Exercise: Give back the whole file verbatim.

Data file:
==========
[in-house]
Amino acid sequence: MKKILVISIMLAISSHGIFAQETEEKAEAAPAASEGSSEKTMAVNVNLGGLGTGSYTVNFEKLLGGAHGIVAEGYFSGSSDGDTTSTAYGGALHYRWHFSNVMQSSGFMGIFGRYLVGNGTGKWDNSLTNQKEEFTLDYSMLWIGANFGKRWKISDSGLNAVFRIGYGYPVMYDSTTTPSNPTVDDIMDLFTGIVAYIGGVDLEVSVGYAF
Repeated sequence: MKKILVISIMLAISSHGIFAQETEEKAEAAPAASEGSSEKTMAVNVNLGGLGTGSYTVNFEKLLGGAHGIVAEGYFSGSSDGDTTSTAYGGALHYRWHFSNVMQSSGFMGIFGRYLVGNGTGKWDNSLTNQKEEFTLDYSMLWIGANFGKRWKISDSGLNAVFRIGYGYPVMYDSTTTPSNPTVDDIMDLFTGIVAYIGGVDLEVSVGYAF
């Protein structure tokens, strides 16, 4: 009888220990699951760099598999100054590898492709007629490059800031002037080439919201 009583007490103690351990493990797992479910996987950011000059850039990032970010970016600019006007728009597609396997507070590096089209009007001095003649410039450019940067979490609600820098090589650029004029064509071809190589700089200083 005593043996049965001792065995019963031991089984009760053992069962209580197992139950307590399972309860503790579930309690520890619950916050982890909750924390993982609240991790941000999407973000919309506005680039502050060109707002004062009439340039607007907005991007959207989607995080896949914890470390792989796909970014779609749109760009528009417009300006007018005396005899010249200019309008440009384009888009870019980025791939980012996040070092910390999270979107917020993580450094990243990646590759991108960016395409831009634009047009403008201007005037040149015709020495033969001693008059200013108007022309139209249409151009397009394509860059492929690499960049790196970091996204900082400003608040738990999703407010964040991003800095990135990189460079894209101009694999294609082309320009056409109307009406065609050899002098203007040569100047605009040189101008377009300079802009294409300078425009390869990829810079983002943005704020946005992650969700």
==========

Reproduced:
[in-house]
Amino acid sequence: MKKILVISIMLAISSHGIFAQETEEKAEAAPAASEGSSEKTMAVNVNLGGLGTGSYTVNFEKLLGGAHGIVAEGYFSGSSDGDTTSTAYGGALHYRWHFSNVMQSSGFMGIFGRYLVGNGTGKWDNSLTNQKEEFTLDYSMLWIGANFGKRWKISDSGLNAVFRIGYGYPVMYDSTTTPSNPTVDDIMDLFTGIVAYIGGVDLEVSVGYAF
Repeated sequence: MKKILVISIMLAISSHGIFAQETEEKAEAAPAASEGSSEKTMAVNVNLGGLGTGSYTVNFEKLLGGAHGIVAEGYFSGSSDGDTTSTAYGGALHYRWHFSNVMQSSGFMGIFGRYLVGNGTGKWDNSLTNQKEEFTLDYSMLWIGANFGKRWKISDSGLNAVFRIGYGYPVMYDSTTTPSNPTVDDIMDLFTGIVAYIGGVDLEVSVGYAF
């Protein structure tokens, strides 16, 4: 009888220990699951760099598999100054590898492709007629490059800031002037080439919201 009583007490103690351990493990797992479910996987950011000059850039990032970010970016600019006007728009597609396997507070590096089209009007001095003649410039450019940067979490609600820098090589650029004029064509071809190589700089200083 005593043996049965001792065995019963031991089984009760053992069962209580197992139950307590399972309860503790579930309690520890619950916050982890909750924390993982609240991790941000999407973000919309506005680039502050060109707002004062009439340039607007907005991007959207989607995080896949914890470390792989796909970014779609749109760009528009417009300006007018005396005899010249200019309008440009384009888009870019980025791939980012996040070092910390999270979107917020993580450094990243990646590759991108960016395409831009634009047009403008201007005037040149015709020495033969001693008059200013108007022309139209249409151009397009394509860059492929690499960049790196970091996204900082400003608040738990999703407010964040991003800095990135990189460079894209101009694999294609082309320009056409109307009406065609050899002098203007040569100047605009040189101008377009300079802009294409300078425009390869990829810079983002943005704020946005992650969700």